German `grand coalition` talks enter tense final phase
German coalition talks go into crunch time this week as Chancellor Angela Merkel`s conservatives haggle with their defeated centre-left rivals over a deal to form a joint government by year`s end.
Berlin: German coalition talks go into crunch time this week as Chancellor Angela Merkel`s conservatives haggle with their defeated centre-left rivals over a deal to form a joint government by year`s end.
Two months after Merkel triumphed at the ballot box, falling just short of an outright majority, the unlikely political bedfellows aim to hammer out a deal by Wednesday on a left-right `grand coalition` to rule Europe`s biggest economy.
"We face long days and nights ahead, and it`ll be tough," said the general secretary of Merkel`s Christian Democratic Union (CDU), Hermann Groehe, as delegates braced for red-eye meetings into the early hours.
With negotiations going down to the wire, Merkel has grudgingly made concessions to the Social Democratic Party (SPD), including on their core demand for a national minimum wage, but has stuck to her guns in opposing higher taxes for the rich.
Tricky details remain to be sorted out, including how to pay for and reform Germany`s green energy shift, how to ease a ban on dual nationality for immigrants, and whether foreign drivers will have to pay tolls on German motorways.
If both sides do strike a deal on policy and cabinet posts, another wild card remains.
The SPD, in a high-stakes gamble, has promised to let its 470,000 rank-and-file members vote on the loveless political marriage in a mid-December postal ballot, the outcome of which is anything but certain.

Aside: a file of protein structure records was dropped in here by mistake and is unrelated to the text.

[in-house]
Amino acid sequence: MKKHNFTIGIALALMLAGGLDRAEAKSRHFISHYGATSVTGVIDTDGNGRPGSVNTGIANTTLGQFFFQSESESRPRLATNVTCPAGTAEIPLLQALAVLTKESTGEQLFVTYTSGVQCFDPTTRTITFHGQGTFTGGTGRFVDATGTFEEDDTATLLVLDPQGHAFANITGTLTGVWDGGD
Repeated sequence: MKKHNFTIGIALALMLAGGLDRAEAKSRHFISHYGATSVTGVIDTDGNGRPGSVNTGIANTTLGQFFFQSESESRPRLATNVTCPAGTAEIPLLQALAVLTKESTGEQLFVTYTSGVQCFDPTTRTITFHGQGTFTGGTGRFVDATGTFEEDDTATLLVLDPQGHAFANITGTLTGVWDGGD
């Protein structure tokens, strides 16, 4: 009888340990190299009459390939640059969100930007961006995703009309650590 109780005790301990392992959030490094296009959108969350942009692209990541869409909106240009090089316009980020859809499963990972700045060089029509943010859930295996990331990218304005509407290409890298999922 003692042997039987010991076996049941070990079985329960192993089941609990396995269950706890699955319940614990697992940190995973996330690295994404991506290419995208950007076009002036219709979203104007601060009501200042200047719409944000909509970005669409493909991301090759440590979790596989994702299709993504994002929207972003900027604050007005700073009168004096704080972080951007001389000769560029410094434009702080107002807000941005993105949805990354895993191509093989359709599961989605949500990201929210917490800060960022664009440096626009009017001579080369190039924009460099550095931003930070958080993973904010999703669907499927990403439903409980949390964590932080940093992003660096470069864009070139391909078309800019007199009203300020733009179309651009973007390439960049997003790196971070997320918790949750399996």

Many local SPD branches and the party`s youth wing bitterly reject the idea of their blue-collar party again governing in the shadow of Merkel as it last did from 2005-09, only to suffer two devastating election defeats in a row.
SPD leaders have therefore battled on two fronts: seeking to extract headline concessions from Merkel`s conservatives, then selling these as political trophies to their ambivalent grassroots members.
Party chief Sigmar Gabriel, who would be Merkel`s vice chancellor, has threatened to quit if the base rebels and rejects a final deal, while imploring sceptical members of the 150-year-old party to sign off on a compromise agreement.
"If we have a draft and it contains good policies and the SPD then says `no` to it, then it is putting itself above the people it is meant to represent," Gabriel told party members at the weekend.
`Maybe we`ll have to go into extra time.
The SPD has used the threat of a membership `no` vote as leverage to wrest concessions from the conservatives but CDU Finance Minister Wolfgang Schaeuble has warned they must not "overdo it with their demands".